Alito: Critics Waging 'Guerilla War Against the Death Penalty'

The Supreme Court justices clashed over the constitutionality of a lethal-injection drug.

U.S. Supreme Court Justice Samuel Alito.  (National Journal)

Conservatives on the Supreme Court are apparently getting frustrated with on-the-ground tactics in the campaign against the death penalty.

Justice Samuel Alito said Wednesday that critics have waged "what amounts to a guerilla war against the death penalty," by pressuring pharmaceutical companies to stop selling proven lethal-injection drugs, then filing legal challenges when the states turn to new, potentially riskier methods.

"Let's be honest about what's going on here," he said during oral arguments over Oklahoma's use of a drug, midazolam, that has been linked to several botched executions.

The tone of Wednesday's argument was barbed on both sides.

Justice Sonia Sotomayor accused Oklahoma of misrepresenting scientific data to make the drug seem safer than it is. She told Oklahoma's attorney she was "substantially disturbed" by factual assertions in the state's argument that she did not believe were truly backed up by the supporting evidence.

"Nothing you say or read to me am I going to believe, frankly, until I see it with my own eyes, in context," she said.

States tried two other anesthetics—one of which the Supreme Court explicitly vetted—before turning to midazolam. But the companies that made those drugs began taking steps that made them harder, if not impossible, for states to obtain.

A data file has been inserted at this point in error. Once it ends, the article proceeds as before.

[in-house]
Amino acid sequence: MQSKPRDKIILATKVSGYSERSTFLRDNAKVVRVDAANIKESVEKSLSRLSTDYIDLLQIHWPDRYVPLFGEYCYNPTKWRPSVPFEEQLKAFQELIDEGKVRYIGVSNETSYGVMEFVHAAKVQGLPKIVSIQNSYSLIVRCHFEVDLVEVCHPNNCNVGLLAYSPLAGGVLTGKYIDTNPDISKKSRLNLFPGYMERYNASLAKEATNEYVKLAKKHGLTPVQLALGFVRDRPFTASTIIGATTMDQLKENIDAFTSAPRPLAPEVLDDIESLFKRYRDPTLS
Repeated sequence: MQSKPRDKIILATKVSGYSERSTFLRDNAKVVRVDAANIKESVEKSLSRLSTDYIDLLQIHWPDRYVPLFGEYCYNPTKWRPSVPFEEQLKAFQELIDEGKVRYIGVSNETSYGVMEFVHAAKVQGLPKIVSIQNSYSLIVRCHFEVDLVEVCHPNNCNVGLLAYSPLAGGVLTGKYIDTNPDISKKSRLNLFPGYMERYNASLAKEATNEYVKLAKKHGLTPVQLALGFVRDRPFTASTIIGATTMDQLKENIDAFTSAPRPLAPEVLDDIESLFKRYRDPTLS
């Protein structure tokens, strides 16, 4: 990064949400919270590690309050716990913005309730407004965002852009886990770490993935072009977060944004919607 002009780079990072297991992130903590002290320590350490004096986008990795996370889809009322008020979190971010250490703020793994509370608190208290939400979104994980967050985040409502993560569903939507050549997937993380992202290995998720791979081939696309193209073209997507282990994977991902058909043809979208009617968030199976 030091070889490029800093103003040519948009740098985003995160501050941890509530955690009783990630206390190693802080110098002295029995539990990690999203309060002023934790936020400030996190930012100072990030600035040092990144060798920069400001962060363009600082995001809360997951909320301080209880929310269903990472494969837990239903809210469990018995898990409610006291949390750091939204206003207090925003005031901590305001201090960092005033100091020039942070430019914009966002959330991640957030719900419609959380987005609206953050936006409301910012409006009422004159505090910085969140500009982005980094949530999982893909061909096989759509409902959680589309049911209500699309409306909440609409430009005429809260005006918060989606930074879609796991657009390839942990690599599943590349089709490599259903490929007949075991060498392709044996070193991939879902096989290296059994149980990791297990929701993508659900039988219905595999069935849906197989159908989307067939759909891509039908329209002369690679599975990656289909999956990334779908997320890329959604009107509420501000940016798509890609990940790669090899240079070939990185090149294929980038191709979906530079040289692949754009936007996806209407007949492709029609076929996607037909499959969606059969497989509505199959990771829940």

Oklahoma, in written briefs in the case, said death-penalty opponents pressured the companies to withdraw their products "so that the states would be forced to alter the protocol, opening up new opportunities for Eighth Amendment challenges to delay executions."

Midazolam is used as the first drug in a three-drug cocktail for some lethal injections—specifically, it's an anesthetic, designed to put inmates into a deep coma-like state so they can't feel the pain of the drugs that actually kill them.

But midazolam does not always work.

Wednesday's arguments came exactly one year after Oklahoma first used midazolam in an execution. That inmate, Clayton Lockett, was declared unconscious after receiving a dose of midazolam. But a few minutes later, after he had received the second drug, which causes paralysis, he woke up, began to thrash around, and even said, "The drugs aren't working."

Critics say that if the anesthetic doesn't necessarily work, and inmates are therefore subjected to the excruciating pain of the drugs that kill them—it has been likened to the feeling of being burned alive—then the use of midazolam is cruel and unusual punishment.

"The reason it isn't 100 percent sure is because the abolitionists have rendered it impossible to obtain the 100 percent drug," Justice Antonin Scalia said Wednesday.